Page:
You are not currently logged in.
Access JSTOR through your library or other institution:
Regulatory Perspectives on Business Ethics in the Curriculum
Journal of Business Ethics
Vol. 54, No. 4, Business Ethics in the Curriculum: Of Strategies Deliberate and Emergent (Nov., 2004), pp. 349-356
Published by: Springer
Stable URL: http://www.jstor.org/stable/25123355
Page Count: 8
You can always find the topics here!Topics: Outcomes of education, Business ethics, Curricula, Environmental ethics, Business schools, Ethical instruction, Corporate responsibility, Environmental management, Learning, Commercial regulation
Were these topics helpful?See somethings inaccurate? Let us know!
Select the topics that are inaccurate.
Preview not available
The paper begins by providing a classification of the regulatory environment within which Business Schools, particularly those in the U.K., operate. The classification identifies mandatory vs. voluntary and prescriptive vs. permissive requirements in relation to the Business and Management curriculum. Three QAA Subject Benchmark Statements relating to Business and Management, the AMBA MBA guidelines, and the EQUIS and AACSB standards are then compared and contrasted with each other. The cognitive and affective learning outcomes associated with business ethics contained in each of these statements are then detailed. The conclusion is that from an international perspective compliance with relevant standards, while requiring due consideration, should be relatively straightforward. From a U.K. perspective, however, the QAA Subject Benchmark Statements provide the most rigorous standards and to meet these will require considerable development on the part of many Business Schools in the U.K. For those academics engaged in this area, however, this represents an opportunity not to be missed.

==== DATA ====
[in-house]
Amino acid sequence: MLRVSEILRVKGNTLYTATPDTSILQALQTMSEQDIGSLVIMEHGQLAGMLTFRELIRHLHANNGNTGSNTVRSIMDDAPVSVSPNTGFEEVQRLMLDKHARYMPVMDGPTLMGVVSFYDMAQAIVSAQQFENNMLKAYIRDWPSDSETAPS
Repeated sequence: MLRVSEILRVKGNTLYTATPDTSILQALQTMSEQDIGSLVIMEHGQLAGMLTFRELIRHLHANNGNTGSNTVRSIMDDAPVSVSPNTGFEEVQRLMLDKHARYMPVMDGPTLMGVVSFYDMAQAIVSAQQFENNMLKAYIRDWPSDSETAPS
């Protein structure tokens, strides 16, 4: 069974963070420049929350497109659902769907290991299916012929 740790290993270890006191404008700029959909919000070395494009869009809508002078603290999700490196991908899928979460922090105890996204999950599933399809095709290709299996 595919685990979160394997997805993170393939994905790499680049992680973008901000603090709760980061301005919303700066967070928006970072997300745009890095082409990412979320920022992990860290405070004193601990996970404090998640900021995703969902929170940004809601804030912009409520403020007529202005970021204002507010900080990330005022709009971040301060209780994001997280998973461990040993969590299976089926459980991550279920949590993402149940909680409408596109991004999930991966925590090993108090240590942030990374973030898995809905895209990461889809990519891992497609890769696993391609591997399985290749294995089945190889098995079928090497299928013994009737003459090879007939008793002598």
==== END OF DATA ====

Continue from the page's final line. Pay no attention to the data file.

Journal of Business Ethics © 2004 Springer